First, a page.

0
votes
0answers
23 views

Canonical term for $\overline X / X$ where $X$ is a normed space.

Let $X$ be a normed vector space. Let $\overline X$ denote its completion. Is there a canonical name for the quotient space $\overline X / X$? Some authors seem to use "torsion" as a name, but I ...
1
vote
0answers
46 views

Why is it called a primitive root?

I am looking for a paper or reference that explains why primitive roots are called primitive roots. I know what they are but was wondering if there was a reason?
3
votes
1answer
66 views

What is a 'disjunct' of a union called?

Say I have a set $C = A \cup B$ and I want to refer to $A$ in natural language. Had the expression been a Boolean formula with a disjunction, then I would call $A$ the first disjunct. Is there a ...
-1
votes
0answers
78 views

What is the name of formula?

Can someone help me to name this formula? $$ f(x) = \begin{cases} 1 + x & x \ge 0 \\ \frac{1}{1-x} & x < 0 \end{cases} $$ thanks.
1
vote
0answers
33 views

Different names for “function”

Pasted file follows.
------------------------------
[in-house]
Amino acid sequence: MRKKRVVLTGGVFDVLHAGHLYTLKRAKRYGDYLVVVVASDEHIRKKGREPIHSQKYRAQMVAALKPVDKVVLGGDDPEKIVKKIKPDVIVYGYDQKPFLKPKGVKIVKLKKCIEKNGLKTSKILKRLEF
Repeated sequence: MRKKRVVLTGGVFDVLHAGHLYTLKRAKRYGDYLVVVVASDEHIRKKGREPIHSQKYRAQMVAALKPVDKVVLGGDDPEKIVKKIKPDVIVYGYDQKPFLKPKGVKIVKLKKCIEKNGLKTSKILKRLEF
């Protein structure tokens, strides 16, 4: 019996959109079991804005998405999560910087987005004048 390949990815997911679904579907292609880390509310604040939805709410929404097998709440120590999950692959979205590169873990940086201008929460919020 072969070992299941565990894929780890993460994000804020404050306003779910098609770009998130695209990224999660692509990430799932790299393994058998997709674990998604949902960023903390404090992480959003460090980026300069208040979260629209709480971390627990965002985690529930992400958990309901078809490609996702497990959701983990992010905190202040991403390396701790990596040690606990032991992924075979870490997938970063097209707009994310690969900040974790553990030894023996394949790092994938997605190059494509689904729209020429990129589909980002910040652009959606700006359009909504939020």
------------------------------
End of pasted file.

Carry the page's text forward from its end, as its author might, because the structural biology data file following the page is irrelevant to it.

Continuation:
Quoting a book, "functions can also be named: Mappings, Transformations, Operators, Arrows or Morphisms" I have the idea that these different names are used depending on different contexts. But I ...
2
votes
0answers
63 views

Please identify this equation: $\nabla^2 \mathbf F -k^2 \mathbf F = \mathbf A$

Is this equation $$ \nabla^2 \mathbf F -k^2 \mathbf F = \mathbf A $$ somehow named? F and A are vector fields. I guess inhomogeneous sign reversed Helmholtz equation isn't appropriate ...
1
vote
1answer
27 views

Definition of a geodesic ball?

I think it goes along the lines of: a ball made of a series of flat sides. Also is a geodesic ball and geodesic dome the same thing?
5
votes
0answers
30 views

Name for Number of Ancestors/Descendants of Vertex in Directed Acyclic Graph

Let $G = (V, E)$ be a directed acyclic graph. For each vertex $v \in V$, define the ancestors of $v$ to be the set of vertices $u \in V$ such that there exists a directed path from $u$ to $v$. ...